The largest integrated healthcare network in New York -- North Shore-Long Island Jewish Health System Inc., North Shore University Hospital and Long Island Jewish Medical Center (collectively, North Shore) -- recently agreed to settle an FCA lawsuit for $2.95 million. The settlement is the result of whistleblower allegations that from 1994 through 2001, North Shore obtained reimbursement under Medicare Part A for overhead costs that were not incurred in providing Medicare Part A services. For example, the government alleges that North Shore improperly billed Medicare for expenses related to running a pre-school and operating private physician offices. The government alleged that North Shore provided Medicare with false information, falsely certified its compliance with Medicare rules on the cost report certification page and obtained wrongful reimbursement.

Medicare Part A will reimburse hospitals only for the reasonable costs of services related to the care of Medicare beneficiaries. Under the reasonable cost payment system, hospitals identify costs incurred by categories of expenses called "cost centers." North Shore allocated overhead costs on the basis of certain statistics. The government contends that expenses related to a preschool and private physician office were over-allocated to Medicare reimbursable cost centers and under-allocated to nonreimbursable cost centers. As a result, the government contends Medicare overpaid North Shore.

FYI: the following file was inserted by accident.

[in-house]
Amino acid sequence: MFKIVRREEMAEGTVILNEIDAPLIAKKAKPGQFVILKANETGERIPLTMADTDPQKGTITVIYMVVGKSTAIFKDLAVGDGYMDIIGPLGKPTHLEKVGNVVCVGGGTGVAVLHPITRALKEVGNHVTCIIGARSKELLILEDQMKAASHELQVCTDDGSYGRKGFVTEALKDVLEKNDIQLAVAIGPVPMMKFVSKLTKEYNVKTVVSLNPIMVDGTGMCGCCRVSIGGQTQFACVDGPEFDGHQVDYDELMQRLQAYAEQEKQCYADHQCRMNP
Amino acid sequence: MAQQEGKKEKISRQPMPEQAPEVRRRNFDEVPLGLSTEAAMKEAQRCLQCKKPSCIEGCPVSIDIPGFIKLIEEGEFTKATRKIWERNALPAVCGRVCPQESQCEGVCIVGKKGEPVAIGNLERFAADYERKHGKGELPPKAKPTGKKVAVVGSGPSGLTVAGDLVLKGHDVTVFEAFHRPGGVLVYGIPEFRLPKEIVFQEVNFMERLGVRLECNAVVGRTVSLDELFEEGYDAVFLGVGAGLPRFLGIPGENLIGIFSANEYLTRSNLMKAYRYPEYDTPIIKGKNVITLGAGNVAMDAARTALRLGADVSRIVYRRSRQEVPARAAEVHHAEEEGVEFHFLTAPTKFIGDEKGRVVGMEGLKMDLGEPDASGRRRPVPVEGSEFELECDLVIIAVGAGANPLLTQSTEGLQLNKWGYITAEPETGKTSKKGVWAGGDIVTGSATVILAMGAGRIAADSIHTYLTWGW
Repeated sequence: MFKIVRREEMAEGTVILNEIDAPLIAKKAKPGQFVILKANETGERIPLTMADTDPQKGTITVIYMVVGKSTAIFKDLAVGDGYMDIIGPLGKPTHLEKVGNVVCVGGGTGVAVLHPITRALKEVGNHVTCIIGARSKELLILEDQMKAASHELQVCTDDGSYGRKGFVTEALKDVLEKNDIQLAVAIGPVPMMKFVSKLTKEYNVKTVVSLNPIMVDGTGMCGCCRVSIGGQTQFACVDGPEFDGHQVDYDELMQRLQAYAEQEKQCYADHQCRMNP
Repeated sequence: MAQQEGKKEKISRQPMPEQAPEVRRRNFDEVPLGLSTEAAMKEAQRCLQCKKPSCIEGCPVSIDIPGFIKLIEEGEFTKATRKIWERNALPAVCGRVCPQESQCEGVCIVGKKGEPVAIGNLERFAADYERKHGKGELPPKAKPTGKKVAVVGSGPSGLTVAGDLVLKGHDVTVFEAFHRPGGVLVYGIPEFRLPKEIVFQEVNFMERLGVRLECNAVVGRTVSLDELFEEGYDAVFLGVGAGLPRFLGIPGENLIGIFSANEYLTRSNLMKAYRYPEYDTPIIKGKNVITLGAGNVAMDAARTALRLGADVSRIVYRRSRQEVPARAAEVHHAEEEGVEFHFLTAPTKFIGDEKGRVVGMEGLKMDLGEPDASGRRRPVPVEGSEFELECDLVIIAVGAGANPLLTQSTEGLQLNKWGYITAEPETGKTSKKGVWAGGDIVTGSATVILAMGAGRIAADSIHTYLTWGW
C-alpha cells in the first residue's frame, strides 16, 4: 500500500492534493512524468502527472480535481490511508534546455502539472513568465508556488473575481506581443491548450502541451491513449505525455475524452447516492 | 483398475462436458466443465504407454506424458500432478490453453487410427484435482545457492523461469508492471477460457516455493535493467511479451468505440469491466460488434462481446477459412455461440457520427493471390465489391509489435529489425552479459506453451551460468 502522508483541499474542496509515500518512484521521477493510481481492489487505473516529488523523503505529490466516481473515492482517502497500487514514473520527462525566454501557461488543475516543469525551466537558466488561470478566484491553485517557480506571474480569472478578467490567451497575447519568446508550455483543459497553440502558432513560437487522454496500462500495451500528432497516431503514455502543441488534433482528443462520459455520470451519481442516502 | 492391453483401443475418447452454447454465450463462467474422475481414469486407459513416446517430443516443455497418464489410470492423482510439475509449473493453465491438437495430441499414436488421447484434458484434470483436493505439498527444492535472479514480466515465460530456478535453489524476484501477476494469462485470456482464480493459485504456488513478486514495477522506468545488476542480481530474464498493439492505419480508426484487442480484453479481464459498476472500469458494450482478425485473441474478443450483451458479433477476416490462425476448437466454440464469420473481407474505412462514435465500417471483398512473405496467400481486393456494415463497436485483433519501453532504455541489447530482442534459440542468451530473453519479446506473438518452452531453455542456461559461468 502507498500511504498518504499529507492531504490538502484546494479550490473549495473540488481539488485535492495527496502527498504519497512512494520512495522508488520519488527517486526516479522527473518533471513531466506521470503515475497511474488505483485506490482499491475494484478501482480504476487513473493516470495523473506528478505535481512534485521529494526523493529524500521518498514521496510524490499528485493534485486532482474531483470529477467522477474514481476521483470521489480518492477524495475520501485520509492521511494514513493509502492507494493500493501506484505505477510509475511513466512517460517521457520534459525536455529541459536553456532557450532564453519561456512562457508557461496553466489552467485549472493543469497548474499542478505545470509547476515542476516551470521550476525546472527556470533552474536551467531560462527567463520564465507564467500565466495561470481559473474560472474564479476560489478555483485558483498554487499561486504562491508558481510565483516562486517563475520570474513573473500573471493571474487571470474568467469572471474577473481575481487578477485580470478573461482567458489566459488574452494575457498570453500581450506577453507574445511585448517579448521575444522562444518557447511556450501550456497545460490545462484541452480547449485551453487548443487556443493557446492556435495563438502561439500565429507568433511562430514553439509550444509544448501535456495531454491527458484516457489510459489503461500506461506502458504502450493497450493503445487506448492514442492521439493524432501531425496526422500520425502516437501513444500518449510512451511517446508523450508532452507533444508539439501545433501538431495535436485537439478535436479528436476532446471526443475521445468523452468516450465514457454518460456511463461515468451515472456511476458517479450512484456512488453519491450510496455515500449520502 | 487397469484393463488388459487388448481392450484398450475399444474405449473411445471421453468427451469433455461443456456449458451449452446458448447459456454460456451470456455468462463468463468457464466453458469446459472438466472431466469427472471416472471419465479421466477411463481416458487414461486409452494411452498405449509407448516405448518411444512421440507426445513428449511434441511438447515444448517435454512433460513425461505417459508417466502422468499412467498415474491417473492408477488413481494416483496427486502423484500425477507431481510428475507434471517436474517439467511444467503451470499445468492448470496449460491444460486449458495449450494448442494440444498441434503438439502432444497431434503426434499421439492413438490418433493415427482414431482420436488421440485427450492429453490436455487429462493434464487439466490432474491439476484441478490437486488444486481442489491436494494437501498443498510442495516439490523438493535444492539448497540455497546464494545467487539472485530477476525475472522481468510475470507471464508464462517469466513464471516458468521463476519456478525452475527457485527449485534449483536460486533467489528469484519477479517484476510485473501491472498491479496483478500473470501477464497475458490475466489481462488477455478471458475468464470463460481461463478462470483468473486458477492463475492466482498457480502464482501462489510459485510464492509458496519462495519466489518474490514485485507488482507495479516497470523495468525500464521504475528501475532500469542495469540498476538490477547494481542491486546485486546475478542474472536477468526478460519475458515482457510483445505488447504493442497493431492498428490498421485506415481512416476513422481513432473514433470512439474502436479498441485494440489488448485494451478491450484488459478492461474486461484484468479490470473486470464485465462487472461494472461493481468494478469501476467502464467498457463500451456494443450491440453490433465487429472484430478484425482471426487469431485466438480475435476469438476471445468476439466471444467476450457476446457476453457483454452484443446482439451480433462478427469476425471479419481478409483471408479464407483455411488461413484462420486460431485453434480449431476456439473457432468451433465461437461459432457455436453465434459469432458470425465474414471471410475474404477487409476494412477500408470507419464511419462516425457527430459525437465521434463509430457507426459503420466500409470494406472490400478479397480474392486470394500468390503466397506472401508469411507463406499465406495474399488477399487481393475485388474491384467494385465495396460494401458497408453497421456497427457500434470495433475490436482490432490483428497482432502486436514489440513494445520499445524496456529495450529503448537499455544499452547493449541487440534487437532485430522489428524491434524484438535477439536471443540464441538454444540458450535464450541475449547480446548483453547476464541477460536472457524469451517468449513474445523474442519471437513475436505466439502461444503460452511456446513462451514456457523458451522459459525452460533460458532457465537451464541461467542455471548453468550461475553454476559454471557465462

North Shore did not admit to any wrongdoing or liability. North Shore released a statement indicating that "it opted to settle the claim rather than engage in protracted litigation and incur substantial attorneys' fees that would have far exceeded the cost of the agreement we reached with the government." A former hospital administrator was awarded $560,500 as his relator's share.